Sebastian Vettel says he has “zero tolerance” for the mistake made by FIA race director Michael Masi in allowing cars out for the second session of qualifying at the Turkish Grand Prix with a crane still on track.
Nicholas Latifi spun off at Turn 8 at the end of Q1, with the session ending under double waved yellow flags. Once all cars were back in the pits, the marshals could recover the Williams in the break between sessions, but the crane had yet to make it to a gap in the barrier before cars left the pit lane for Q2. Masi said he was told by the Clerk of the Course that the track would be clear by the time cars reached that part of the track.
The first cars still passed the recovery vehicle on their out laps — with the sector still covered by double waved yellow flags — and Vettel says there is no excuse for such an error.
“I think we are all human, mistakes happen, but this mistake has zero tolerance,” Vettel said. “So I think we’re all well aware and I hope and am very confident it will not happen in the future again. But we will for sure talk about this and disclose the reasons why.”
Teammate Charles Leclerc agreed, saying he was “shocked” by the situation and expecting further discussions about it, having seen his mentor Jules Bianchi suffer severe head injuries that he died from nine months later when he crashed into a recovery crane at Suzuka six years ago.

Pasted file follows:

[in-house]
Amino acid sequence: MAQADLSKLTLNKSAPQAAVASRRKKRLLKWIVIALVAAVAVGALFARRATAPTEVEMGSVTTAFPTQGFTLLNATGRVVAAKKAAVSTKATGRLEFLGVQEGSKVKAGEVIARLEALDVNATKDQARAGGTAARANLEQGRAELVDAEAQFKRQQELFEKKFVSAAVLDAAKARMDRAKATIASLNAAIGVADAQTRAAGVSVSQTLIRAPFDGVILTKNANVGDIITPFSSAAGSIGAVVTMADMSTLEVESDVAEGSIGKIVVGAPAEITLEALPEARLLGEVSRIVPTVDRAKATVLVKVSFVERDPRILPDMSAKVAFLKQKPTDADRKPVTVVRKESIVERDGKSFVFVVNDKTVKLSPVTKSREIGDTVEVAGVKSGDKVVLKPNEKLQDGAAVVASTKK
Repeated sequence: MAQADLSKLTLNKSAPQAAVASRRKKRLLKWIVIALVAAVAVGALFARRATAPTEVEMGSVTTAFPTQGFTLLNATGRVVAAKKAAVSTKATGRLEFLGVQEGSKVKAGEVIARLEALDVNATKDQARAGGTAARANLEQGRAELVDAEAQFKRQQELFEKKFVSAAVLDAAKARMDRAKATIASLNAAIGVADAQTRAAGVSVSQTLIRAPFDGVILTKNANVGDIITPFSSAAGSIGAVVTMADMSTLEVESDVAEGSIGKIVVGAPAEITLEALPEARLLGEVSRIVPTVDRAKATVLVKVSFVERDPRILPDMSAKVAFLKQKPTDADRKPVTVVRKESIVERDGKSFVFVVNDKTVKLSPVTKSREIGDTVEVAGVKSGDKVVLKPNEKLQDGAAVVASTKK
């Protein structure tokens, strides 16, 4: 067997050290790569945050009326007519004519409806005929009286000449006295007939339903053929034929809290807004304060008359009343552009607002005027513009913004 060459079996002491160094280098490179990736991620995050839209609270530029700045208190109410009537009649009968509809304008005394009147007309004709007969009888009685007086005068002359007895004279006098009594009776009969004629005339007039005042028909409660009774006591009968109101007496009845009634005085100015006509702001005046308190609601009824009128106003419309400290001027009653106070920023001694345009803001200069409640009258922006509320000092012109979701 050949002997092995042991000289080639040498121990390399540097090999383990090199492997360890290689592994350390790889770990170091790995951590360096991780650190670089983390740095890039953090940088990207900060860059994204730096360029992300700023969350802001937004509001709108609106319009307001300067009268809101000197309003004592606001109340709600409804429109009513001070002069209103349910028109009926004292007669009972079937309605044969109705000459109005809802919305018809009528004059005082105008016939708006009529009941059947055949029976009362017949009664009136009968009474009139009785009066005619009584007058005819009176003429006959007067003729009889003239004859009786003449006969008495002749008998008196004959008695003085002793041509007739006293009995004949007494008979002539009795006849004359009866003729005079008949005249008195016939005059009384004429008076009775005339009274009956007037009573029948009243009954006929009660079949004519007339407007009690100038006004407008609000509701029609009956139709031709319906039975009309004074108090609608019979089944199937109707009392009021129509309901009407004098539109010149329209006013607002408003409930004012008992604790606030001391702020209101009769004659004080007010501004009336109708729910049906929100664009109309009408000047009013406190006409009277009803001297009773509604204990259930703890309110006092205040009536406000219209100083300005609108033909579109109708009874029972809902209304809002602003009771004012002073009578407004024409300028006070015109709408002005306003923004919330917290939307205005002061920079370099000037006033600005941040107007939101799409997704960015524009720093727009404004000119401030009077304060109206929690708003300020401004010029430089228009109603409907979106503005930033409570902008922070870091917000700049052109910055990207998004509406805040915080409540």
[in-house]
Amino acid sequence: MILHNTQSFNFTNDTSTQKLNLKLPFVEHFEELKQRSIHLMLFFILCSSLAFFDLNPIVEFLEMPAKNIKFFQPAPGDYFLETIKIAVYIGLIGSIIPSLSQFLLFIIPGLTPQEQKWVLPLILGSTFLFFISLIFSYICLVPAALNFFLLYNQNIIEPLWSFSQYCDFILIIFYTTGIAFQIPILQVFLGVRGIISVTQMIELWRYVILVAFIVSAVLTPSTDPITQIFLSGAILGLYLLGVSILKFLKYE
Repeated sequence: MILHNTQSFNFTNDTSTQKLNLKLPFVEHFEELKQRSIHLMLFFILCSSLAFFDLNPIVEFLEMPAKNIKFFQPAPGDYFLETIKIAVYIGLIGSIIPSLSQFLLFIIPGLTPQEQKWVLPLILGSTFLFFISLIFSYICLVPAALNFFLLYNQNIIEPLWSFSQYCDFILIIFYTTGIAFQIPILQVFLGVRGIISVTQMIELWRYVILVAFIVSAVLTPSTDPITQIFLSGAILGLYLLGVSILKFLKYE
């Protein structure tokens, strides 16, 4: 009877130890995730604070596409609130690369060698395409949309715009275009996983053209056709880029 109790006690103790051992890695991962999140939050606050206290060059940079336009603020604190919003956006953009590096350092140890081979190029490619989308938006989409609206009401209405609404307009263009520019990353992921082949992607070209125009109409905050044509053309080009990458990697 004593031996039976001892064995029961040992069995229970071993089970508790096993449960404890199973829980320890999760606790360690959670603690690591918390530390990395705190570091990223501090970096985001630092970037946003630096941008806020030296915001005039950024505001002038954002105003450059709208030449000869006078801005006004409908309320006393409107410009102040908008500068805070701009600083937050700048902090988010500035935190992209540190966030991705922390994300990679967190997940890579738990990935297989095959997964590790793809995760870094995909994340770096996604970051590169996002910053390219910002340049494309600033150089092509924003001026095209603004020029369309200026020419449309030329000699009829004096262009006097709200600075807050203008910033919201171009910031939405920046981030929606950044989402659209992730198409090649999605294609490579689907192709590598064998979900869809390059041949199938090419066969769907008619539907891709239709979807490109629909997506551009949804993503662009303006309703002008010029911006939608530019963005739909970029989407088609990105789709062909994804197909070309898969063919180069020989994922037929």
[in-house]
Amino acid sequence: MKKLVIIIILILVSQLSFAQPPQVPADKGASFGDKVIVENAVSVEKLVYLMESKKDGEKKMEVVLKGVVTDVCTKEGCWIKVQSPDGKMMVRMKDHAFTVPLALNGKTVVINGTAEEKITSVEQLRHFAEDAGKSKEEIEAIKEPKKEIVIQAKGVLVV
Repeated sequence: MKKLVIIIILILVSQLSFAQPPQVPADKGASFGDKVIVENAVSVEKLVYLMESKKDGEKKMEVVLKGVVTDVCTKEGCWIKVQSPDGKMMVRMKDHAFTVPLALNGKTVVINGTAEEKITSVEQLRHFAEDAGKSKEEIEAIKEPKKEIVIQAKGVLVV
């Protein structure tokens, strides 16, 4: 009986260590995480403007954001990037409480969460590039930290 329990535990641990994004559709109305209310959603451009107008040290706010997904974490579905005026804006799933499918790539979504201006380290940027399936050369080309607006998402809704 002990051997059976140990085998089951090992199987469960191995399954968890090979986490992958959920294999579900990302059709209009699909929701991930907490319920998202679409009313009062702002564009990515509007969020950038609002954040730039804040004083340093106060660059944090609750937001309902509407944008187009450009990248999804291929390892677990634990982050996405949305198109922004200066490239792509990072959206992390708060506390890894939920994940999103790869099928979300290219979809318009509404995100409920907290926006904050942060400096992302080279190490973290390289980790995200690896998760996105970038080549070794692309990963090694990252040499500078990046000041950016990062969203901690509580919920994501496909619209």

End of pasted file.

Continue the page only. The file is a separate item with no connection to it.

“Well, for the crane obviously I think we have all been a bit shocked to see that,” Leclerc said. “We will probably speak together at the next briefing to try and avoid this type of situation. No need to say what happened in the past with these sort of situations, I think it shouldn’t happen and we’ll make sure that it doesn’t happen again.”
Masi concede he would have dealt with the situation differently in the immediate aftermath, but also insisted the decision to restart Q2 expecting the crane to make it behind the barrier in time was the right one given the information he had.
“It was quite close to the barrier opening and the crane was on its way,” Masi said. “We were given assurances that it would be well and truly clear and looking at everything, I was more than comfortable with the local assurances on that basis.
“As I said, (with) the benefit of hindsight, you would do something different but based on it all with the available information at the time, that’s the call that we made. Obviously it was a double-yellow flag anyway — that’s normal protocol even when there aren’t cars on the track. For that sector, it was extended even further and it was an out lap.”